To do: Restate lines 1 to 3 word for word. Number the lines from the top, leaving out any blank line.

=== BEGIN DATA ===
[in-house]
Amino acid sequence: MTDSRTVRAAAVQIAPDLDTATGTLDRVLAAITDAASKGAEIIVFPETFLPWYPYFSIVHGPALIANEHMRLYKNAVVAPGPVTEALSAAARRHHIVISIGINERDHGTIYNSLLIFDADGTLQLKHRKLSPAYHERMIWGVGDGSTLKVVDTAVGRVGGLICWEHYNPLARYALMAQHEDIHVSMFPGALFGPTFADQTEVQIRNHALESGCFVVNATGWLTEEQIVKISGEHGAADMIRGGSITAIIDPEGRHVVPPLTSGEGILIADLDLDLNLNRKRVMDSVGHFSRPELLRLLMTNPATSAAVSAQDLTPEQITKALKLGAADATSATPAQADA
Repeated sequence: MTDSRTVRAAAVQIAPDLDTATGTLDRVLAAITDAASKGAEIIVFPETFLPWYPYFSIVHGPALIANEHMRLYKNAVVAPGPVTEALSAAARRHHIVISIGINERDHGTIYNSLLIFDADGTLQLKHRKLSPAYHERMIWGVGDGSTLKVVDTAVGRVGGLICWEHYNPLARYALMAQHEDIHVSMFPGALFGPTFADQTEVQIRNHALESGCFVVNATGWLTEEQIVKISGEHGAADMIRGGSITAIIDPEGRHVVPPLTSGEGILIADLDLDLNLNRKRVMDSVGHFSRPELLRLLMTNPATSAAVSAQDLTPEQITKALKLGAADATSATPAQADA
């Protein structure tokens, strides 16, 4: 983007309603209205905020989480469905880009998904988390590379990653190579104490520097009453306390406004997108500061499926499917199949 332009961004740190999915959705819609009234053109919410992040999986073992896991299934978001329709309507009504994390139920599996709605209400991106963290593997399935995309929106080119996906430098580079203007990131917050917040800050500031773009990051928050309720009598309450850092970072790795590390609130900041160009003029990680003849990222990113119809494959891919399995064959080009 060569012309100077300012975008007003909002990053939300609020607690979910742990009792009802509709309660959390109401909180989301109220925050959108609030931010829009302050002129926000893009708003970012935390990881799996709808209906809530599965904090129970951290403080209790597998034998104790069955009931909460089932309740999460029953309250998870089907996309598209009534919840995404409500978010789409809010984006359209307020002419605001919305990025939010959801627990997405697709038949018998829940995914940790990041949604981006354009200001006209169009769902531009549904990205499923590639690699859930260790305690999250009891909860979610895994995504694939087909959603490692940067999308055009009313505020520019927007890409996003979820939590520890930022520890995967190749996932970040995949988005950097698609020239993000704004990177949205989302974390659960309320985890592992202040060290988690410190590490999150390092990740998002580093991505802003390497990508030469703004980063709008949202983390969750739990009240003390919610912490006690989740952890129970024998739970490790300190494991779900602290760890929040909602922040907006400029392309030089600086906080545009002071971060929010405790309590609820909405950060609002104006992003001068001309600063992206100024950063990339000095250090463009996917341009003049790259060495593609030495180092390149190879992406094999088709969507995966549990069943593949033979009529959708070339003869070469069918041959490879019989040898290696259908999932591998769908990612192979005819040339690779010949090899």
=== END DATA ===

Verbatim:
[in-house]
Amino acid sequence: MTDSRTVRAAAVQIAPDLDTATGTLDRVLAAITDAASKGAEIIVFPETFLPWYPYFSIVHGPALIANEHMRLYKNAVVAPGPVTEALSAAARRHHIVISIGINERDHGTIYNSLLIFDADGTLQLKHRKLSPAYHERMIWGVGDGSTLKVVDTAVGRVGGLICWEHYNPLARYALMAQHEDIHVSMFPGALFGPTFADQTEVQIRNHALESGCFVVNATGWLTEEQIVKISGEHGAADMIRGGSITAIIDPEGRHVVPPLTSGEGILIADLDLDLNLNRKRVMDSVGHFSRPELLRLLMTNPATSAAVSAQDLTPEQITKALKLGAADATSATPAQADA
Repeated sequence: MTDSRTVRAAAVQIAPDLDTATGTLDRVLAAITDAASKGAEIIVFPETFLPWYPYFSIVHGPALIANEHMRLYKNAVVAPGPVTEALSAAARRHHIVISIGINERDHGTIYNSLLIFDADGTLQLKHRKLSPAYHERMIWGVGDGSTLKVVDTAVGRVGGLICWEHYNPLARYALMAQHEDIHVSMFPGALFGPTFADQTEVQIRNHALESGCFVVNATGWLTEEQIVKISGEHGAADMIRGGSITAIIDPEGRHVVPPLTSGEGILIADLDLDLNLNRKRVMDSVGHFSRPELLRLLMTNPATSAAVSAQDLTPEQITKALKLGAADATSATPAQADA